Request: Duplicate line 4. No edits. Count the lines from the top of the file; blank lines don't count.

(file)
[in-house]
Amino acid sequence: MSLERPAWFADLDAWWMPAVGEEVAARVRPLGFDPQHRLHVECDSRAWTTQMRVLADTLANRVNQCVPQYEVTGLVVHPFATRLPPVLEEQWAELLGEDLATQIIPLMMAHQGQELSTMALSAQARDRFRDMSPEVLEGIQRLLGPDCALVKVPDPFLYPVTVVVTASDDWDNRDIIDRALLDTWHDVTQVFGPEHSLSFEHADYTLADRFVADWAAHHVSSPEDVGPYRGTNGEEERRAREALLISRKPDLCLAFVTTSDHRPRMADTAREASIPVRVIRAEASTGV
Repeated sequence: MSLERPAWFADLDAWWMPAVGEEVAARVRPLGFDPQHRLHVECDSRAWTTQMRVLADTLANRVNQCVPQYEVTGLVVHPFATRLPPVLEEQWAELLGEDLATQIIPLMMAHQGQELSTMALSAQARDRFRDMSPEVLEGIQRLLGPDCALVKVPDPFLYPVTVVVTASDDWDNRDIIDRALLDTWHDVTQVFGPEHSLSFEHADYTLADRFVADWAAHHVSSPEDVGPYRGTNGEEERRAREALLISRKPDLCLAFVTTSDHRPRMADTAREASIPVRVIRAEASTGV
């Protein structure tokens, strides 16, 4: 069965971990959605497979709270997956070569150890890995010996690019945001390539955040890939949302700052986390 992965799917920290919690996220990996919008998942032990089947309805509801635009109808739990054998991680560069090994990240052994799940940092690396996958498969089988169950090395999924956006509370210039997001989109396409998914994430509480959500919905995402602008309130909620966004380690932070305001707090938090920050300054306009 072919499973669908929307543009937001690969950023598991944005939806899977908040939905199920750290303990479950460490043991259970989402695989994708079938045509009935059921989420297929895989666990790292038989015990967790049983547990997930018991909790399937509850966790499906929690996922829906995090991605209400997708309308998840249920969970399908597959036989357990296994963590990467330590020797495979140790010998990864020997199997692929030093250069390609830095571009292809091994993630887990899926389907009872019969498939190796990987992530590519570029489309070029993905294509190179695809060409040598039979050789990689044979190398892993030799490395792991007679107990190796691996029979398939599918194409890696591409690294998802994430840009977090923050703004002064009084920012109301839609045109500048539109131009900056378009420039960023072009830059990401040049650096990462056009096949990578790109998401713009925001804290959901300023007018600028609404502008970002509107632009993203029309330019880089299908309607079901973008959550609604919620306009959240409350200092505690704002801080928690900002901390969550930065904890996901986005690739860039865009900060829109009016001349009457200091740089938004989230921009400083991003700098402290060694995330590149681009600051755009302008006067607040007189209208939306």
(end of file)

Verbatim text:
């Protein structure tokens, strides 16, 4: 069965971990959605497979709270997956070569150890890995010996690019945001390539955040890939949302700052986390 992965799917920290919690996220990996919008998942032990089947309805509801635009109808739990054998991680560069090994990240052994799940940092690396996958498969089988169950090395999924956006509370210039997001989109396409998914994430509480959500919905995402602008309130909620966004380690932070305001707090938090920050300054306009 072919499973669908929307543009937001690969950023598991944005939806899977908040939905199920750290303990479950460490043991259970989402695989994708079938045509009935059921989420297929895989666990790292038989015990967790049983547990997930018991909790399937509850966790499906929690996922829906995090991605209400997708309308998840249920969970399908597959036989357990296994963590990467330590020797495979140790010998990864020997199997692929030093250069390609830095571009292809091994993630887990899926389907009872019969498939190796990987992530590519570029489309070029993905294509190179695809060409040598039979050789990689044979190398892993030799490395792991007679107990190796691996029979398939599918194409890696591409690294998802994430840009977090923050703004002064009084920012109301839609045109500048539109131009900056378009420039960023072009830059990401040049650096990462056009096949990578790109998401713009925001804290959901300023007018600028609404502008970002509107632009993203029309330019880089299908309607079901973008959550609604919620306009959240409350200092505690704002801080928690900002901390969550930065904890996901986005690739860039865009900060829109009016001349009457200091740089938004989230921009400083991003700098402290060694995330590149681009600051755009302008006067607040007189209208939306």